Brittany Higgins says she will proceed with a formal police complaint about her alleged rape

A file photo Brittany Higgins in the lead up to the 2019 federal election. Source: SBS News

Ms Higgins says she has “re-engaged” with the Australian Federal Police and will proceed with a formal complaint about her alleged rape in Parliament House.

This article contains references to rape and sexual assault. 

The former Liberal Party staffer who was allegedly raped inside a government minister's office says she will proceed with a formal complaint with the Australian Federal Police. 

Brittany Higgins has alleged a male colleague raped her inside the ministerial office of Defence Minister Linda Reynolds in March 2019. The alleged crime was reported in the media this week. 

In a statement on Friday evening, Ms Higgins said she has "re-engaged" with the AFP and will proceed with a formal complaint.

"I want a comprehensive police investigation into what happened to me on 22 and 23 March 2019 and for my perpetrator to face the full force of the law," she said.

"The Australian Federal Police have made assurances to me that they will handle this matter thoroughly and transparently. I would also ask that they handle it in a timely manner as to date, I have waited a long time for justice."

Ms Higgins said she is also determined to "drive significant reform" into how Parliament House handles such issues, and how it treats ministerial and parliamentary staff. 

"I expect a truly independent investigation into how my matter was handled inside the government including offices where I worked, and other offices and parties that had knowledge of my circumstances," she said. 

"I believe that getting to the bottom of what happened to me and how the system failed me is critical to creating a new framework for political staff that ensures genuine cultural change and restores the trust of staff."

The AFP declined to comment as it could be prejudicial. 

Several inquiries and internal reviews have been launched in the wake of Ms Higgins' allegation, though serious doubts remain over when the Prime Minister's Office first knew about the alleged rape. 

Scott Morrison claims his office did not find out about it until last week and he was not informed until Monday, when the allegation was reported in the media. 

But records show a text message exchange between Ms Higgins and a fellow Liberal staffer within a fortnight of the incident.

Mr Morrison is standing by his timeline, despite Ms Higgins saying at least three of his staff had prior knowledge of the incident.

While the messages appear to confirm her account, the Prime Minister wants the nation's top public servant to review communication records.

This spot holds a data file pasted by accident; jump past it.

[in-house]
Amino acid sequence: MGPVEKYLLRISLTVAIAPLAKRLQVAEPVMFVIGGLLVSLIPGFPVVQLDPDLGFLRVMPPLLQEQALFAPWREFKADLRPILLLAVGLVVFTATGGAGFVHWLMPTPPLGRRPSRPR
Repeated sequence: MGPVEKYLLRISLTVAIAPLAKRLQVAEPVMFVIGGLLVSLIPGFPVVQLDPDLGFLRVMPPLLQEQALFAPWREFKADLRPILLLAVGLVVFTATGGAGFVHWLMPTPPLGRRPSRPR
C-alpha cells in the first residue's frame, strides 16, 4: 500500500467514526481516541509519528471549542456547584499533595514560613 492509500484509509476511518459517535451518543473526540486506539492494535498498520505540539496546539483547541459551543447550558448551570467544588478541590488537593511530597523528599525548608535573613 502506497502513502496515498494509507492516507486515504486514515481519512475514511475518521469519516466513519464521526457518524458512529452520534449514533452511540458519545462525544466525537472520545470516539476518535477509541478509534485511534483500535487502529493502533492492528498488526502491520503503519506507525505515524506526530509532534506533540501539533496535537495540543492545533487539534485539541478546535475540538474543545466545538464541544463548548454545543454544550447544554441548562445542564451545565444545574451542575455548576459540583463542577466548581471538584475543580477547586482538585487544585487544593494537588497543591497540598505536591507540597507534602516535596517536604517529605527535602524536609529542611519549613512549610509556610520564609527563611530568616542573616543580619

He has denied misleading the public, but maintains he was horrified by the allegations. 

'Now I have my voice'

Ms Higgins said while the past week has been a "difficult and trying" time for her and her loved ones, she now "has [her] voice". 

"The Prime Minister has repeatedly told the Parliament that I should be given 'agency' going forward. I don't believe that agency was provided to me over the past two years but I seize it now," she said. 

Ms Higgins said she expects "a voice" in framing the scope and terms of reference for the review into conditions for staff, saying it is crucial real change is achieved. 

"From the outset, I have [been] driven by my desire to ensure that no other person would have to go through the trauma that I experienced during my time in Parliament House," she said. 

"I was failed repeatedly, but I now have my voice, and I am determined to use [it] to ensure that this is never allowed to happy to another member of staff again." 

'It doesn't stack up' 

Meanwhile, Labor leader Anthony Albanese says the text messages, reported on Friday, completely contradicted Mr Morrison's claim that his office wasn't informed until last week.

"It's just incomprehensible that the Prime Minister's Office, given a reported sexual assault had occurred 50 metres from his office, wouldn't have then had a discussion about handling the issue," he told the ABC.

"It just doesn't stack up."

Greens Senator Larissa Waters is not satisfied by an internal review into the text messages, and will push for a public inquiry into the alleged rape and response when parliament resumes next week.

"We need an independent review, which has public findings," she said.

With AAP.

If you or someone you know is impacted by sexual assault, you can call 1800RESPECT on 1800 737 732 or visit

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